Property-based testing in TypeScript

Property-based testing in TypeScript

Introduction / Unit tests

There is no doubt writing tests brings value. I believe every professional should write tests for their code, and no software should ever be released without tests. We may discuss whether metrics such as code coverage are useful or not. We may argue that integration tests bring more value than unit tests. But I think it's undebatable that with tests, we have at least some degree of certainty that our code is correct.

Classic tests

Typically, regardless of framework, language, or kind of testing, a test consists of three main parts:

  1. Conditions / Assumptions (Given)

  2. Changes / Actions (When)

  3. Observations / Assertions (Then)

The exact names depend on the testing paradigm and community, but the notion is the same: We make assumptions, then perform operations, and finally verify whether the code behaves expectedly.

The problem with tests

Having said all that, I would argue that there's a problem with how tests are usually created: all three steps need to be handled by humans. And humans make mistakes.

Another issue is that this approach to testing requires us to think of every possible scenario. Every step that can be taken in the app, every possible value of variables, and their combination… It's a lot to handle for our minds. And as the number of features in the codebase increases, the complexity of testing grows exponentially. Testing everything is infeasible.

And while there are techniques that help us deal with this complexity, how many times have you released to prod without any bugs? Let me take a guess: 0 times.

Property-based testing

Now, here's a silly idea: what if inputs to tests and actions taken in tests were created automatically by a machine? That's exactly where property-based testing comes into play!

This idea, like a lot of good ideas, comes from functional programming (Haskell, Quickcheck). Later, it was refined in Elixir. But the same concept exists in multiple different languages: C++, Rust, Python, TypeScript… I'll focus on the latter.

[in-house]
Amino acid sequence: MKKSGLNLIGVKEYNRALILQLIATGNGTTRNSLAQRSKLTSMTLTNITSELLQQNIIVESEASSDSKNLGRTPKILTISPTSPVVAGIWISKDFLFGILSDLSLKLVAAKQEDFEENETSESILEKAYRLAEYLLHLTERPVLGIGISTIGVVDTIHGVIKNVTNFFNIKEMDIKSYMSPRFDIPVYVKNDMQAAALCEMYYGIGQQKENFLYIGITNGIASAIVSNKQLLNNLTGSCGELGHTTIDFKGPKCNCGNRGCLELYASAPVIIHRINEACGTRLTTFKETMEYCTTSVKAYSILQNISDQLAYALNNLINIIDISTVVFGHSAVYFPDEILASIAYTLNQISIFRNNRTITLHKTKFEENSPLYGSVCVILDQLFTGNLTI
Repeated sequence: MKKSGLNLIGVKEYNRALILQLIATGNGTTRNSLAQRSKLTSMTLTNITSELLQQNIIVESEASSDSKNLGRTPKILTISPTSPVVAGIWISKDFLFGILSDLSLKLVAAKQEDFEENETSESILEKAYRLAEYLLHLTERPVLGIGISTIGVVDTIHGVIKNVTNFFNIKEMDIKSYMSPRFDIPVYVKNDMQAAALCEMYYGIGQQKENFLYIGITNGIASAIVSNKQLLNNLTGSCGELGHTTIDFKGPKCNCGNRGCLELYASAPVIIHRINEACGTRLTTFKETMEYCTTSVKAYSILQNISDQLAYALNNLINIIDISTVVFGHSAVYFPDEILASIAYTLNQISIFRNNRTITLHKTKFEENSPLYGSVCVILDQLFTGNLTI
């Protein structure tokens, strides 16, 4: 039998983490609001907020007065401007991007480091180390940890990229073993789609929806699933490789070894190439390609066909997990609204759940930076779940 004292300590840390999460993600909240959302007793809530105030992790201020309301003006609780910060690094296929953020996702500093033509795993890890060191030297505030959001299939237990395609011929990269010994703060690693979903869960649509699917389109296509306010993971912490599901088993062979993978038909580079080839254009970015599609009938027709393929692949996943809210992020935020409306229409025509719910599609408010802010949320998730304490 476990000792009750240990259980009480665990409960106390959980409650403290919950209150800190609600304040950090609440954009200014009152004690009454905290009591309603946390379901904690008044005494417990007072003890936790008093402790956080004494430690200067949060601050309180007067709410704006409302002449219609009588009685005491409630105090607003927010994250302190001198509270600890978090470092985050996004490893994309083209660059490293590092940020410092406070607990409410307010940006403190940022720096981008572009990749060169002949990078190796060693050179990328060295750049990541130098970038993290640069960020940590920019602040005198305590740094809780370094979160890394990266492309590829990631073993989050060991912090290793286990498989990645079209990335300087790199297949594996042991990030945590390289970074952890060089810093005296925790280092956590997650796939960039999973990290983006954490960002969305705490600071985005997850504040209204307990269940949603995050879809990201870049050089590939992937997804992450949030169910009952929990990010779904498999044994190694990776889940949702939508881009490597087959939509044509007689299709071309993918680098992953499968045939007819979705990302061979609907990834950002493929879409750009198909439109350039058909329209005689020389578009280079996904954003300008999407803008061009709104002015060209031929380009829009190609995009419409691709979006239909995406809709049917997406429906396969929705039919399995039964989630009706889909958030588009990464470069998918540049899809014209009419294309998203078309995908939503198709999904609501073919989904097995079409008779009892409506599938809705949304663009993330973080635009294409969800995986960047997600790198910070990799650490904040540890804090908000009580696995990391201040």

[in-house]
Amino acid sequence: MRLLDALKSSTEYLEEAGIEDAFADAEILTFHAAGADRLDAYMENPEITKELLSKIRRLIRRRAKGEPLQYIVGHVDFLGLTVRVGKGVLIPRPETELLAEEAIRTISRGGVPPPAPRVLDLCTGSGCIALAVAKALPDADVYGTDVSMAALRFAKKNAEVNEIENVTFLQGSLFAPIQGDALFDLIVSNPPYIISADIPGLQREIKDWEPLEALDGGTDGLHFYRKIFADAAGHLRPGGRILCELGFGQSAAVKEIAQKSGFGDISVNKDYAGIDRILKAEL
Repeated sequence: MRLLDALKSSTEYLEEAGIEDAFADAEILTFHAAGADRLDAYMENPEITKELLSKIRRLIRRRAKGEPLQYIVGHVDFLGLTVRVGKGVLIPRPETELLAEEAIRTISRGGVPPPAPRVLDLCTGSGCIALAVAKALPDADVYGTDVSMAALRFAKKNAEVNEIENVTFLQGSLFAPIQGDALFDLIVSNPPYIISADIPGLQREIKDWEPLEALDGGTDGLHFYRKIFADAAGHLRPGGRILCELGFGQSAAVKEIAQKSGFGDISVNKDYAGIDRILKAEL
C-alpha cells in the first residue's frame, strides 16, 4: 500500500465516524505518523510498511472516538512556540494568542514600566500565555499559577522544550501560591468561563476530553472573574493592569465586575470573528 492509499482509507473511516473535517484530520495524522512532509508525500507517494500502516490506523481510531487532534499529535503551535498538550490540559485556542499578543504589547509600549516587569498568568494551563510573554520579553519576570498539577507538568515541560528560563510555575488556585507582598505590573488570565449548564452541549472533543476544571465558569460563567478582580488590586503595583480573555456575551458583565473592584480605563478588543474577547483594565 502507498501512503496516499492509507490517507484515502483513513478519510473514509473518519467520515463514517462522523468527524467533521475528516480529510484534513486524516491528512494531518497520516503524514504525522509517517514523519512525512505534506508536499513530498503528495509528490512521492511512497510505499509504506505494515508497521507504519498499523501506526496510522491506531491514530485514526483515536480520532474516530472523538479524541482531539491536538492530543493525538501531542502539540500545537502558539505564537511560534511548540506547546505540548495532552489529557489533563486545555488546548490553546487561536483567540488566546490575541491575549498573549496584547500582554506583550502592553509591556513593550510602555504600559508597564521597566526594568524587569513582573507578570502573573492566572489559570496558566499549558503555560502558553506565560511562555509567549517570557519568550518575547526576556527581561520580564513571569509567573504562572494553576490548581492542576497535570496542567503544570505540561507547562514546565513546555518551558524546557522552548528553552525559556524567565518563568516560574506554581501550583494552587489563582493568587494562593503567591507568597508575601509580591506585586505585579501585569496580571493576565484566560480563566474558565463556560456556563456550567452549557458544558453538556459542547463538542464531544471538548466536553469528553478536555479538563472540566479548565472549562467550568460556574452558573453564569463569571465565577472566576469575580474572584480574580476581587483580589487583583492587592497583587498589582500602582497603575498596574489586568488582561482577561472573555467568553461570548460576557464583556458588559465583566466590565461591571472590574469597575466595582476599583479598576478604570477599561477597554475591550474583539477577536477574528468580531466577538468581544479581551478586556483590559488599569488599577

Property-based testing is a concept where:

  • inputs are randomized

  • inputs are constrained

  • we think of properties

  • we have no specific assertions

  • we test properties

The simplest example

Let's take a quick look at the simplest example. It's repeated in probably thousands of articles about property-based testing. We have a function sort that takes a list of numbers, sorts it, and returns. Ignore the fact that most languages have such a function in their standard library.

We could easily write unit tests for our sort. For example:

  1. Given a list (3, 5, 1)

  2. When it's sorted

  3. The result is (1, 3, 5)

Or in code:

it("sorts numbers", () => {
  const input = [3, 5, 1];
  const result = sort(input);
  expect(result).toEqual([1, 3, 5]);

We could add a few more tests for edge cases, too: sorted list, empty list, list where all elements are equal… However, unit testing is often called example-based testing. We only test cases we think of, so our test is only as good as our imagination.

QA Engineer walks into a bar, and they order a beer. Order 0 beers. Order 999999 beers. Order -1 beers. Order a lizard. Order a ueicbksjdhd.
✅ Unit tests pass
A real customer walks into the bar and asks where the bathroom is.
The bar goes up in flames.

Now, property-based testing takes a different approach. We think of properties and tell the framework: "Our sorting function behaves such that given any list of numbers…". Let's list a few properties: